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Scotland boss Gordon Strachan admitted the better side lost after seeing his team edge out Denmark thanks to an early Matt Ritchie goal at a rain-drenched Hampden Park.
The Bournemouth winger nipped in front of a hesitant Danish skipper Daniel Agger in the eighth minute to confidently knock the ball past keeper Kasper Schmeichel.
Scotland keeper Craig Gordon had to make a few saves as Denmark tried to fight back, the best in the second half from substitute Martin Braithwaite's close-range header, before the Scots held out to build on last Thursday's 1-0 win over Czech Republic in Prague.
Strachan, who started with a different 11 players on Tuesday as he builds towards the 2018 World Cup qualifiers which begin later in the year, conceded Denmark probably deserved more from the game but hailed his side's spirit and determination.
He said: "The better side were Denmark. We kept ourselves in it with a bit of grit and determination because if you look at the Danish players they are all playing at a good level, physically playing every week.
"If you look at our side four or five guys don't even get a game. I wanted to make sure no one played two games so I sent them back to their club feeling decent about themselves
"We won two games of football, that's great. The other side of it, if you look at the physical side of Denmark compared to us, it was night and day
"It was heavyweight against a middleweight. We learn from that.
"Our team spirit kept us in it, good defending, good goalkeeping, we had a couple of chances in the second half but they were the better side because basically they are at the top of their game.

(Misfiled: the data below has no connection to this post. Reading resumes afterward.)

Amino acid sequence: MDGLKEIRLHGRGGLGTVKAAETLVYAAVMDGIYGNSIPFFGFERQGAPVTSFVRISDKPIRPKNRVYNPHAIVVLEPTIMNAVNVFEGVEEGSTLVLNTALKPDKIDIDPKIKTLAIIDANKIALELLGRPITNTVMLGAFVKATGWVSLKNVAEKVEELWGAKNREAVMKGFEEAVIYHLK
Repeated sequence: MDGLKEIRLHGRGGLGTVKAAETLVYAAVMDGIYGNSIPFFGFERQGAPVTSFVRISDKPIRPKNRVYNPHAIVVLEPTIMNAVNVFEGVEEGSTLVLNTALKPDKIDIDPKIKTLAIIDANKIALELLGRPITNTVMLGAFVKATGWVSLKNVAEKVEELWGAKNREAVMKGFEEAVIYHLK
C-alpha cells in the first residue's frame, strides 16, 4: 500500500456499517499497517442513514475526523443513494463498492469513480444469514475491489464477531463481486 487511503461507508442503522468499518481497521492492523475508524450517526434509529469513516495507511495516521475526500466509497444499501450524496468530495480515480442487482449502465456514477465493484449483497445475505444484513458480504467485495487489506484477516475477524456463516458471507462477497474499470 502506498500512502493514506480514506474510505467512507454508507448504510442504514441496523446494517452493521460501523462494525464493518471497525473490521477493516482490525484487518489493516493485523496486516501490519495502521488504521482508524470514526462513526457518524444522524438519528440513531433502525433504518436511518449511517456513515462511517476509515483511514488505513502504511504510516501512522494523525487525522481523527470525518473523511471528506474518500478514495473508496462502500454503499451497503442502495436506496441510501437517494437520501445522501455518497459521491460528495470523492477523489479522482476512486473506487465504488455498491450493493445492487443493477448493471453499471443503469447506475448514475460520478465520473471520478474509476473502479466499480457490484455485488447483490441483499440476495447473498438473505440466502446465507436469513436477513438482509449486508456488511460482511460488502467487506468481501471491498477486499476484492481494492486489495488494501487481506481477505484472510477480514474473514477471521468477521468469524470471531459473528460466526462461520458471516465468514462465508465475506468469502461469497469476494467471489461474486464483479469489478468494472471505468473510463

"It was a gamble we took, saying that I didn't expect them to play such a strong side for their second game and you could see they had played together.
"And I tell you again, they should have gone to the Euros, if it hadn't been for (Zlatan) Ibrahimovic (knocking them out of play-offs with Sweden). They would be a good side there so the result was good."
Celtic's 18-year-old defender Kieran Tierney and Hibernian midfielder John McGinn made their first starts, while Nottingham Forest's Oliver Burke made his debut as a late second-half substitute.
Strachan said: "What did we learn? I have a wide spectrum of players I can pick from now.
"I have a couple of young players coming through which I didn't have a couple of months ago, which is great.
"Unless our football is tremendous with the smaller players we need to match them physically and we learned that.
"I have met new players and liked their company and players came back, like (Liam) Bridcutt, who played a couple of years ago but who was injured.
"So that was a bonus. Our passing wasn't good, but I think that comes down to lack of fitness."
Denmark boss Age Hareide claimed Bridcutt could have ended the career of Denmark substitute Erik Sviatchenko with his challenge on the defender.
Scotland replacement Bridcutt clattered into the Celtic centre-back in the 79th minute, leaving him on the ground but received only a yellow from Norwegian referee Svein Oddvar Moen.
Hareide said: "It is red card. He could have broken Sviatchenko's leg, the way he dives in.
"I don't think he meant to be nasty, I just think he was over eager.
"But it was really bad. I saw television pictures afterwards and it was terrible.
"He could have taken his leg or his career.
"That boy should be spoken to and I hope Gordon will do that."
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